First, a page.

This afternoon, word comes from Danny Knobler, who served for 18 years as the Detroit Tigers beat writer for Booth Newspapers, that the club from The Motor City was “very interested” in free agent starter Roy Oswalt but the right-hander “didn’t want to go to Detroit.” Apparently not even a recruiting call from the reigning American League Most Valuable Player was enough to sway Oswalt. With that in mind, Knobler then tweeted that the “Tigers seem more likely to leave 5th starter spot up for grabs going into spring.”
With the chances of Oswalt signing with Detroit now slim to none, it’s hard to come to a different conclusion than Knobler has. The options for the Tigers to upgrade their rotation are few and far between. A quick check of the MLB Trade Rumors Free Agent Tracker reveals that just 18 players listed as starting pitchers remain on the market.
Of those, one, Brandon Webb, has thrown a grand total of 16 innings in professional baseball since 2008. Four more, Clay Hensley, Scott Kazmir, Sergio Mitre (not sure if you can even list him as a starter anymore), and Ross Ohlendorf, posted negative FanGraphs WAR figures in 2011. Kyle Davies, Doug Davis, Zach Duke, Jon Garland, Rich Harden, and Chris Young all failed to log more than 82.2 innings last year and the sextuplet combined for just 2.8 WAR. You can probably scratch Javier Vazquez off the list, as rumors have had him leaning toward handing up his cleats for awhile; the Miami Marlins, convinced his retiring was imminent, acquired Carlos Zambrano to replace him. Then there’s Brad Penny. Tom Gage made the case for Penny at The Detroit News over the weekend, but forgive me if I’m not exactly excited at the thought of the most monotonous, wearying pitcher in baseball taking the mound for the Tigers every fifth day.
I made a case for Jeff Francis, the only left-handed hurler in that group, over a month ago, but in reality, there’s not a ton to like here other than the fact that he’s not Brad Penny. Besides, by my count, Francis has been linked to ten different teams at various points this winter and the Tigers aren’t one of them.
As pitchers and catchers report to their respective teams a few weeks into February, Livan Hernandez will be turning 37. The two-time All-Star is certainly not the pitcher he used to be, but he could be useful and will be cheap. His inflated 4.47 ERA in 2011 and right-handedness are turn-offs, but his FIP was a more respectable 3.96 and he appears reliable despite his age; he’s never thrown fewer than 175 innings in a year since his first full season in 1998. He won’t be returning to the Washington Nationals and there hasn’t been word of any teams interested in him across the league. The Tigers could find Hernandez to be a pretty decent bargain, but I’m not sure how much of an upgrade he would be over Penny.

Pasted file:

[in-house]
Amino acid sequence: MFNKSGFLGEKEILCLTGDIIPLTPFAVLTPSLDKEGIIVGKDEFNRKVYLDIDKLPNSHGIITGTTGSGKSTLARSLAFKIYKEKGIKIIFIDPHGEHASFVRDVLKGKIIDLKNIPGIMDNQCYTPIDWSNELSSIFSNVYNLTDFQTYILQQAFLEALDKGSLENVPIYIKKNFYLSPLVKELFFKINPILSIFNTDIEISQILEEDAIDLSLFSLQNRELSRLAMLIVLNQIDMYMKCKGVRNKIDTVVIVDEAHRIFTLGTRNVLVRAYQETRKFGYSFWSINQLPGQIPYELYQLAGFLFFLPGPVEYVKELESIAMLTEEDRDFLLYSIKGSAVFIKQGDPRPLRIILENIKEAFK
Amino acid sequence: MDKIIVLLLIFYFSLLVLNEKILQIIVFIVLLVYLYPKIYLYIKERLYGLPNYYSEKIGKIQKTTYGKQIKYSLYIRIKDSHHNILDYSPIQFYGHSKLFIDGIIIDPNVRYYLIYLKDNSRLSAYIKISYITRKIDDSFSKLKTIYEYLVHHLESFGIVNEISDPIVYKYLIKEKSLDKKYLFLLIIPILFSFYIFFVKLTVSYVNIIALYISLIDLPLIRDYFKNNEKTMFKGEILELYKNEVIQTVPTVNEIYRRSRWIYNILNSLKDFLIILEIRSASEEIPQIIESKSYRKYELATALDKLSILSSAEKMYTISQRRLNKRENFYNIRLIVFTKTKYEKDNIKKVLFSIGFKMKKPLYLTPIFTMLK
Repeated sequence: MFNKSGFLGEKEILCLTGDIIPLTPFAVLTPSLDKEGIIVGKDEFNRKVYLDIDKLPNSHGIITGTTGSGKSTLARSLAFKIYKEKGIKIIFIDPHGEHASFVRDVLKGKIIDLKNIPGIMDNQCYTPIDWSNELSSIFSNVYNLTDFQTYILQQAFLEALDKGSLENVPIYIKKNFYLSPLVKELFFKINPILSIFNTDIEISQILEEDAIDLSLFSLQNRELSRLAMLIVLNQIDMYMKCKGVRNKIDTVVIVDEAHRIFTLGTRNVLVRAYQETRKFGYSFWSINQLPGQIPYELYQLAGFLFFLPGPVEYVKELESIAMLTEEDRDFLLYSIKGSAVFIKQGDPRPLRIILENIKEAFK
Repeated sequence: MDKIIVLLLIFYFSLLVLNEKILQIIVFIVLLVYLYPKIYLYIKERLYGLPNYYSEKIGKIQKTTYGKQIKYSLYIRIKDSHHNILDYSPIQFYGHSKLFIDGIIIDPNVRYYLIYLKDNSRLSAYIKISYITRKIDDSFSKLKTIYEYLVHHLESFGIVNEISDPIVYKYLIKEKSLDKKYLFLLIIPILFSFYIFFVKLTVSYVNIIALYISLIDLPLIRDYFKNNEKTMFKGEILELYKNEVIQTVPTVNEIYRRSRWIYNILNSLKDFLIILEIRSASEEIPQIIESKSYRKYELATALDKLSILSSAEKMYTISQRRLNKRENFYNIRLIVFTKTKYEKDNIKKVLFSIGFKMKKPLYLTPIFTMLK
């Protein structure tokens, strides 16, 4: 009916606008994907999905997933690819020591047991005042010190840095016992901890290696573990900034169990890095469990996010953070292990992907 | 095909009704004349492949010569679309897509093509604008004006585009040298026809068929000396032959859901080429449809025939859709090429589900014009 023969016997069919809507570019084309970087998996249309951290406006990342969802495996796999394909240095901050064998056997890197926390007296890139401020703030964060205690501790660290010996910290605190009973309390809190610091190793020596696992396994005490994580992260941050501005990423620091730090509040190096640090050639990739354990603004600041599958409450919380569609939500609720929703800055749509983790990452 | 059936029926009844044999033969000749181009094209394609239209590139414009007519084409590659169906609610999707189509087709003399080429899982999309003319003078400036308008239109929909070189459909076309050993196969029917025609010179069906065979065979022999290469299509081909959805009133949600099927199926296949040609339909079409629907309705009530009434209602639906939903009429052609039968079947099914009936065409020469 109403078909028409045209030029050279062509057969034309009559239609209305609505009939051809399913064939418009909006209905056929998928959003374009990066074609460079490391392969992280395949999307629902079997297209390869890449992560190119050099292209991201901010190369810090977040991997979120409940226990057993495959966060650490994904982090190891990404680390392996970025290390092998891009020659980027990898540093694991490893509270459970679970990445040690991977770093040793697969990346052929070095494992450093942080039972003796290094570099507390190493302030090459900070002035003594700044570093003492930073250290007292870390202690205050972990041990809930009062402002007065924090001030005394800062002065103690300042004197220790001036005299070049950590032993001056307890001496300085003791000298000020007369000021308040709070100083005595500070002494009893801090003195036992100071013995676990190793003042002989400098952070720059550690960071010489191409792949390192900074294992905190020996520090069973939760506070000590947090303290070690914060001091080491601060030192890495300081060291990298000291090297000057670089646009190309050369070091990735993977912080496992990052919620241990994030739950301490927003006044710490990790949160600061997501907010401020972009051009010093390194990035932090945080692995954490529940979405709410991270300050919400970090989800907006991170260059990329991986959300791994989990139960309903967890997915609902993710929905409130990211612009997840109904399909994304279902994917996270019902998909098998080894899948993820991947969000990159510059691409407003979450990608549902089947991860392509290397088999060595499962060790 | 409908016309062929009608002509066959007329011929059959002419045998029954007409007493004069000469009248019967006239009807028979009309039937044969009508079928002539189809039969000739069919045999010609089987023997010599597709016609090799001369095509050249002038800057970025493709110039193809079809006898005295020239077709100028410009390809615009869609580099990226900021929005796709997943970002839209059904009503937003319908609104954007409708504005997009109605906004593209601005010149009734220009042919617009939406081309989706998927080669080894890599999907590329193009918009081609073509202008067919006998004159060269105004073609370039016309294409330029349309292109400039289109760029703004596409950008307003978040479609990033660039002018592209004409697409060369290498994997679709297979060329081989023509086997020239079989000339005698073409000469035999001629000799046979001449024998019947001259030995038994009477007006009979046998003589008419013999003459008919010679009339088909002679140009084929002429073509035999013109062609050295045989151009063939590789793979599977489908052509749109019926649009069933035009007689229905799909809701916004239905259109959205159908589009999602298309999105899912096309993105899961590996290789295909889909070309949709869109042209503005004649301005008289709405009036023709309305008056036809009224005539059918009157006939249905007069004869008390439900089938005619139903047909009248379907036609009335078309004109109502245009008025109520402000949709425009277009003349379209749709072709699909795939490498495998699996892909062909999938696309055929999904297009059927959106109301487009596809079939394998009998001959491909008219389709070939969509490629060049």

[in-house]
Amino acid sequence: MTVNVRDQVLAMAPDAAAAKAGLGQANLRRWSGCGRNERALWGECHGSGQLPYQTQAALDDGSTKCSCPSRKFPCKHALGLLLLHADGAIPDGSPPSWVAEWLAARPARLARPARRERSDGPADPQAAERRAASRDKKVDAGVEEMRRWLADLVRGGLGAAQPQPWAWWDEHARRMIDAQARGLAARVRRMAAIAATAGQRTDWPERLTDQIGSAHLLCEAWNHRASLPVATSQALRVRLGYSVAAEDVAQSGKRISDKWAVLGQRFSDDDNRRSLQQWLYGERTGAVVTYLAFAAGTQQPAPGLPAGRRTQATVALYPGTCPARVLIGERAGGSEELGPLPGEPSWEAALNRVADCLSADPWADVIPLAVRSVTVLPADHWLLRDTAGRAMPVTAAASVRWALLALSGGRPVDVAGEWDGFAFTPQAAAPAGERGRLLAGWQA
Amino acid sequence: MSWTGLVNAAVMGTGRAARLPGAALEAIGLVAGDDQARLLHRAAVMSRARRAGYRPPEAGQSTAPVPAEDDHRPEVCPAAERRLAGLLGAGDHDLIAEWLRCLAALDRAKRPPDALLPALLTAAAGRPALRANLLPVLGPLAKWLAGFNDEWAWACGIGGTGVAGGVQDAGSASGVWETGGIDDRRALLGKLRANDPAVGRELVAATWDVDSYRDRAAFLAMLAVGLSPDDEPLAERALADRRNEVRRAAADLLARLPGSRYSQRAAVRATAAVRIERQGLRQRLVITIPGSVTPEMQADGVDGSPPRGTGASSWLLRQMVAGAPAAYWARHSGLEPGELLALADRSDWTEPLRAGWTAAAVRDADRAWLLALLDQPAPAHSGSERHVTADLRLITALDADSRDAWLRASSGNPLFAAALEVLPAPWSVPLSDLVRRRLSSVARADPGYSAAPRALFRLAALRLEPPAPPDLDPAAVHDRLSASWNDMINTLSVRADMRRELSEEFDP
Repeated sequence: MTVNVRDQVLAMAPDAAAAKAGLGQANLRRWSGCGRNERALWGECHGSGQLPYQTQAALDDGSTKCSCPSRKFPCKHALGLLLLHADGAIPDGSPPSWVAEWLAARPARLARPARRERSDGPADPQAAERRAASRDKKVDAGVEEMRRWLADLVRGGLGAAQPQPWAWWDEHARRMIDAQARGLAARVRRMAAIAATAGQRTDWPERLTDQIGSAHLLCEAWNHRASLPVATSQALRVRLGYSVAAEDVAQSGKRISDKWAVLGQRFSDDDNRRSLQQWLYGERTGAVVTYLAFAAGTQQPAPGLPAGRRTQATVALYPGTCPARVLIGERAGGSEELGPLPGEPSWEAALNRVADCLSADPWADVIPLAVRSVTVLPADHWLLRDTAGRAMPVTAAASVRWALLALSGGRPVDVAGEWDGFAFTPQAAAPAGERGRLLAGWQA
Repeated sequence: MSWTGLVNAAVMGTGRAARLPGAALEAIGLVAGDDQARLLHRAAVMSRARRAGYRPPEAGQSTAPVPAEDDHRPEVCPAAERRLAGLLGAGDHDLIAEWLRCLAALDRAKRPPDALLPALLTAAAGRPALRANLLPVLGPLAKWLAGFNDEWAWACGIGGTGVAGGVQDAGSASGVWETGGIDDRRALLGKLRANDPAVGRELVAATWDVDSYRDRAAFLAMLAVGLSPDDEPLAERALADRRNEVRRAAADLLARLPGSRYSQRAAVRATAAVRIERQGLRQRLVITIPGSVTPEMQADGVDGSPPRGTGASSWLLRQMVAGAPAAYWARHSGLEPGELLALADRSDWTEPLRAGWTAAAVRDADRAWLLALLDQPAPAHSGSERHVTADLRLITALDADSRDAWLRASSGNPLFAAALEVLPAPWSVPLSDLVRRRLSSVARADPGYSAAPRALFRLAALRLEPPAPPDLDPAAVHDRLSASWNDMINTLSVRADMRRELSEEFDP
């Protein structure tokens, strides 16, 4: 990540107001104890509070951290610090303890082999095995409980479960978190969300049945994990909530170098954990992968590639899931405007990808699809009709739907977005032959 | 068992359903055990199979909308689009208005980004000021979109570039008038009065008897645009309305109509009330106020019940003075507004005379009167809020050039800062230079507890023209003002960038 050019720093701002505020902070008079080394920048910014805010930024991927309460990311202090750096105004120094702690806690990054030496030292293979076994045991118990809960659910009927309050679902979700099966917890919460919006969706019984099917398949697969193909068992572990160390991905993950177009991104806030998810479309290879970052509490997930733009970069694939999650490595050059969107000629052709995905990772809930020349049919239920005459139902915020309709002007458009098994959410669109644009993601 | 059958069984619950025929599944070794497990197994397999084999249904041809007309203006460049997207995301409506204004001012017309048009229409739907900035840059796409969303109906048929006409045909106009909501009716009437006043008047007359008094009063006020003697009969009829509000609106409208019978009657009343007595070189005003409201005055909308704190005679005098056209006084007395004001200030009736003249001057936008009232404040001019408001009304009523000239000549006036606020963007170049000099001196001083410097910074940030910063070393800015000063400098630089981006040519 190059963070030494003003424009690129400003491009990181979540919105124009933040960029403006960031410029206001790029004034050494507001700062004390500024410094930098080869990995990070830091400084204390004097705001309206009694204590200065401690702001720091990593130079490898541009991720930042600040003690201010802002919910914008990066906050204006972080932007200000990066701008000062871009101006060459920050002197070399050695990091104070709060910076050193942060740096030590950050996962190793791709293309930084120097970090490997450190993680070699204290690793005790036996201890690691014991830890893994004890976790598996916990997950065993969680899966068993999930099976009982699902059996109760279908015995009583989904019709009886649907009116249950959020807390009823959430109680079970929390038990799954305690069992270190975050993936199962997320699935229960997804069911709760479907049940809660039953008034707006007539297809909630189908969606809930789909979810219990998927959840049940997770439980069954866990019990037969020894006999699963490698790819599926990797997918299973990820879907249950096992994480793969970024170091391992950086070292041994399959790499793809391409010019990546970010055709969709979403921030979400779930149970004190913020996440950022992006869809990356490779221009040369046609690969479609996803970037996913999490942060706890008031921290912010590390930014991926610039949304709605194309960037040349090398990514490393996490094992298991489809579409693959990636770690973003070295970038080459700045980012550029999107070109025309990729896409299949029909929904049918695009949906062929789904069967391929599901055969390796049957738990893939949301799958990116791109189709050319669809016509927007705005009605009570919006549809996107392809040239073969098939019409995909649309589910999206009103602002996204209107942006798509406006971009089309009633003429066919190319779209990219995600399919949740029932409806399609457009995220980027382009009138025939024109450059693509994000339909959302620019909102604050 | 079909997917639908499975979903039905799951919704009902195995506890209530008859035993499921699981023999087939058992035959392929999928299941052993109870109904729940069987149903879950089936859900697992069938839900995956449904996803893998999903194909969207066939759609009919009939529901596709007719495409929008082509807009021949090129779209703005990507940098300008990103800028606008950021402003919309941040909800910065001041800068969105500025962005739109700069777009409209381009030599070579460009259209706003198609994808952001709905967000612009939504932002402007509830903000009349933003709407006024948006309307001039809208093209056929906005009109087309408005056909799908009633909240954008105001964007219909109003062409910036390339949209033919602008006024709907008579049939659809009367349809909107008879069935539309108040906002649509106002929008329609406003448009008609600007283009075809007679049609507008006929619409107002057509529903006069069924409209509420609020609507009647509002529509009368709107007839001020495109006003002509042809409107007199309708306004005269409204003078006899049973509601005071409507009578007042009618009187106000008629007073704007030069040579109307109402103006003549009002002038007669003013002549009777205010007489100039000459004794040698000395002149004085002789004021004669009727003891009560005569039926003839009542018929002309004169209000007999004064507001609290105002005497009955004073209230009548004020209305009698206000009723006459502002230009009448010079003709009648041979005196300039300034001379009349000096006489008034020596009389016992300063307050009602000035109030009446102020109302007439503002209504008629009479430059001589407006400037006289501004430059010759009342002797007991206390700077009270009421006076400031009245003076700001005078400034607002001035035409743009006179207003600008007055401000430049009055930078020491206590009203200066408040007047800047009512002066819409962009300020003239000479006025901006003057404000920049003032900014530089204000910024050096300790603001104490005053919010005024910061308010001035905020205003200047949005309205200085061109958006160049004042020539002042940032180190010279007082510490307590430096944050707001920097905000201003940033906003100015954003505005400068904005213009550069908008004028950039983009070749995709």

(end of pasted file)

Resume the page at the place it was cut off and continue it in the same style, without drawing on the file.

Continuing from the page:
The name of Edwin Jackson has been bandied about quite a bit by Tigers fans, including some of us here at Motor City Bengals, over the last couple months. The prospect of his addition to the Tigers’ rotation is more appealing than that of any other pitcher left on the market. Unfortunately, the contract numbers being thrown around for him are probably far beyond out of the question for Detroit. Last word was that agent Scott Boras was targeting a five-year deal for his client at an annual price upwards of $15 million. Buster Olney reported recently that the price for free agent starters had gone down, but it’s unlikely that drop was severe enough make Jackson a realistic option for the Tigers, who seem likely to sign a veteran pitcher only on a short-term deal.
With the Boston Red Sox apparently uninterested in bringing back Tim Wakefield, the ancient knuckleballer will be forced to look for a job elsewhere. His agent, Barry Meister, was quoted in November on the market for Wakefield, “we’ve got a lot of teams that have called and we’re going to entertain other offers.” The most likely outcome for Wakefield, though, is a deal with a National League club with whom his pitching style would be much more effective.
In summary, there are no pitchers on the free agent market who can offer anything close to what Oswalt could have. Barring a trade (Matt Garza, expensive as he is, is still out there), Knobler’s assertion that the Tigers will probably have spring training competition between youngsters for the final rotation spot is almost certainly true.
To me, that’s a scary thought. We all remember last year, when Detroit gave starts to all of Charlie Furbush, Duane Below, Andy Oliver, and Jacob Turner between Phil Coke’s failed attempt at starting and the trade for Doug Fister with often frustrating results. Turner is a year older, obviously, but as exciting as it would be to have him in the rotation, I think it would be regrettable to award him a major league job as early as April. After watching the Tigers rush Jeremy Bonderman and Rick Porcello to the big leagues, I’m immensely afraid that a promotion of Turner this early, just two years into his professional career, would stunt his development.
Within realistic boundaries, how do you think Detroit should handle their apparent lack of a fifth starter? Leave a comment and let us know.